Due to higher and steadier sunlight levels in Australia, as well as economies of scale from large solar farms, it is cheaper to generate solar electricity there than in Singapore, said Christophe Inglin, managing director of Energetix, a company that designs and constructs solar photovoltaic systems in Southeast Asia.
The time difference between Australia and Singapore also helps, he said. With Australia being further east, its solar energy comes online a few hours before the sun rises in Singapore. “From a solar supply perspective, it’s like having a longer day with steadier sunshine,” said Inglin.
This raises the question, however, why the project developers are not first deploying such an HVDC link within Australia from its eastern areas to its west, which would be cheaper than going sub-sea and politically easier without having to cross borders, said Inglin.
Sun Cable told The Straits Times that it plans to explore integrating its Singapore cable into the Asean power grid.
While HVDC cables are the technology of choice to convey electricity over large distances—given the lower transmission losses compared to alternating current systems—a challenge is “staying intact across earthquake-prone zones” that lie between Singapore and Northern Territory, said Inglin.
Studies are limited on the environmental impact of submarine power cables.
More of such cables will be commissioned and installation may impact the marine environment through habitat loss, noise, chemical pollution, heat and electromagnetic field emissions, among other ways, a study published last year concluded. Its authors said overall impacts on ecosystems are considered minor or short-term but noted that uncertainties remain, particularly over the impact of electromagnetic fields which many animals such as sharks and turtles are sensitive to.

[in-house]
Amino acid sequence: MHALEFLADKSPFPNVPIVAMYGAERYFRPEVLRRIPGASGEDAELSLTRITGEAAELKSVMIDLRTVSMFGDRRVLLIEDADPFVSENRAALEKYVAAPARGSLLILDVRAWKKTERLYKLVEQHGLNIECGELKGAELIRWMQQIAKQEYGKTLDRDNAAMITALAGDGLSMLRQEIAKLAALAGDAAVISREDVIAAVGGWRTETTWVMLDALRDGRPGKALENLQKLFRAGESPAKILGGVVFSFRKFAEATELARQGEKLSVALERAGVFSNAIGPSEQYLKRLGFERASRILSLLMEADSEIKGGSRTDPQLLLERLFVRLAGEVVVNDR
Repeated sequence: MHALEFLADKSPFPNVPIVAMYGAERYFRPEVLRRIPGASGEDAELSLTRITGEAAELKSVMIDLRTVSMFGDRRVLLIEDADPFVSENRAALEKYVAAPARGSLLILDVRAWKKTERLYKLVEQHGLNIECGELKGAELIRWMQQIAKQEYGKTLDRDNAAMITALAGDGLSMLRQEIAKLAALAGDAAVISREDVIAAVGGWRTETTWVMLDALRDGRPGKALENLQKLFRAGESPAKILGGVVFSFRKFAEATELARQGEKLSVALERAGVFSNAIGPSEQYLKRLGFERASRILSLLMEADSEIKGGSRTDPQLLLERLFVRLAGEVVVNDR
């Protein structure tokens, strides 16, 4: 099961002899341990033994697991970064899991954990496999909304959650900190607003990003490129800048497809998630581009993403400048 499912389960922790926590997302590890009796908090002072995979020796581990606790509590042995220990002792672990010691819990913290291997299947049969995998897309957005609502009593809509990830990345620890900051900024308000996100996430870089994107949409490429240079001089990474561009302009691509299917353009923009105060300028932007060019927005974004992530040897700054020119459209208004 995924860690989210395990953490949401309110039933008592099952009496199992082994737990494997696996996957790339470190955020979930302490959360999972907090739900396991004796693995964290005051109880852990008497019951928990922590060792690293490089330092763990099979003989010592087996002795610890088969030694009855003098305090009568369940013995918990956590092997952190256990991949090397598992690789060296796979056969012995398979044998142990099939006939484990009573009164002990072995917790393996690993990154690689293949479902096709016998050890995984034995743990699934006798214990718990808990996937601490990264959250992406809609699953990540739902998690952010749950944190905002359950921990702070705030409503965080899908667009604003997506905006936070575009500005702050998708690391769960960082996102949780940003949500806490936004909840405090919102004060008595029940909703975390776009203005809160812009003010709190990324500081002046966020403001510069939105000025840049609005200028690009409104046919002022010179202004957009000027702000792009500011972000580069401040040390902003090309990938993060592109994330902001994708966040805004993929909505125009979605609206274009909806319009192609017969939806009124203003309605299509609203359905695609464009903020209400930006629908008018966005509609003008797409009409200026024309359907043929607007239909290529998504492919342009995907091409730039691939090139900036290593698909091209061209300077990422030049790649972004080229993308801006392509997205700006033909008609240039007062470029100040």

Ten years is probably the minimum timeframe needed for the project, said Reindl.
“This is obviously a very ambitious project and an implementation timeframe of a decade is probably the minimum one would need to consider, given the high hurdles in terms of detailed technical feasibility studies, contractual agreements between multiple parties…signing off-take agreements for (20 or more) years and obtaining financing, just to name a few,” he said.
And while the prospect of getting 20 per cent of its electricity supply from renewables is “tempting” for Singapore, issues to review include any interruption of supply and what a fair electricity market model for local generators and producers of solar electricity would be, said Reindl.
Challenges notwithstanding, Dixon said the project will boost Singapore’s energy security by reducing its exposure to the volatility of fuel prices.